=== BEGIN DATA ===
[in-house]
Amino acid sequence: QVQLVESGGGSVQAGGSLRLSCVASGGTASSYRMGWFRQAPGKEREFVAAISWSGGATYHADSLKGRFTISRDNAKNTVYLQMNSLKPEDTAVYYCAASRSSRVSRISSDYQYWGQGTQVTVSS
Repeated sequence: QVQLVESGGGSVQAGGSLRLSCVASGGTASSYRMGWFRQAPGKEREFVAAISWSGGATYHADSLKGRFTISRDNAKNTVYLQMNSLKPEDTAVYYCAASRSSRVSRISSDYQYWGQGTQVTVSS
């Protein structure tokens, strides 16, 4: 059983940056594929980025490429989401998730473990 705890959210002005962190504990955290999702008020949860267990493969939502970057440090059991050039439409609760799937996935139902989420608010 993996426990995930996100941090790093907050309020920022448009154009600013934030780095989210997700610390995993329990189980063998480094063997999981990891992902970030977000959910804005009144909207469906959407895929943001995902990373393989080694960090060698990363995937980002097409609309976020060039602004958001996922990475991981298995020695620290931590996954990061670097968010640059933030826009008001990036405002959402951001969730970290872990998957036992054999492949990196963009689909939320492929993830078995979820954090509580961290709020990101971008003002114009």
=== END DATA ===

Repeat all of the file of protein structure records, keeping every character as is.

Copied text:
[in-house]
Amino acid sequence: QVQLVESGGGSVQAGGSLRLSCVASGGTASSYRMGWFRQAPGKEREFVAAISWSGGATYHADSLKGRFTISRDNAKNTVYLQMNSLKPEDTAVYYCAASRSSRVSRISSDYQYWGQGTQVTVSS
Repeated sequence: QVQLVESGGGSVQAGGSLRLSCVASGGTASSYRMGWFRQAPGKEREFVAAISWSGGATYHADSLKGRFTISRDNAKNTVYLQMNSLKPEDTAVYYCAASRSSRVSRISSDYQYWGQGTQVTVSS
């Protein structure tokens, strides 16, 4: 059983940056594929980025490429989401998730473990 705890959210002005962190504990955290999702008020949860267990493969939502970057440090059991050039439409609760799937996935139902989420608010 993996426990995930996100941090790093907050309020920022448009154009600013934030780095989210997700610390995993329990189980063998480094063997999981990891992902970030977000959910804005009144909207469906959407895929943001995902990373393989080694960090060698990363995937980002097409609309976020060039602004958001996922990475991981298995020695620290931590996954990061670097968010640059933030826009008001990036405002959402951001969730970290872990998957036992054999492949990196963009689909939320492929993830078995979820954090509580961290709020990101971008003002114009």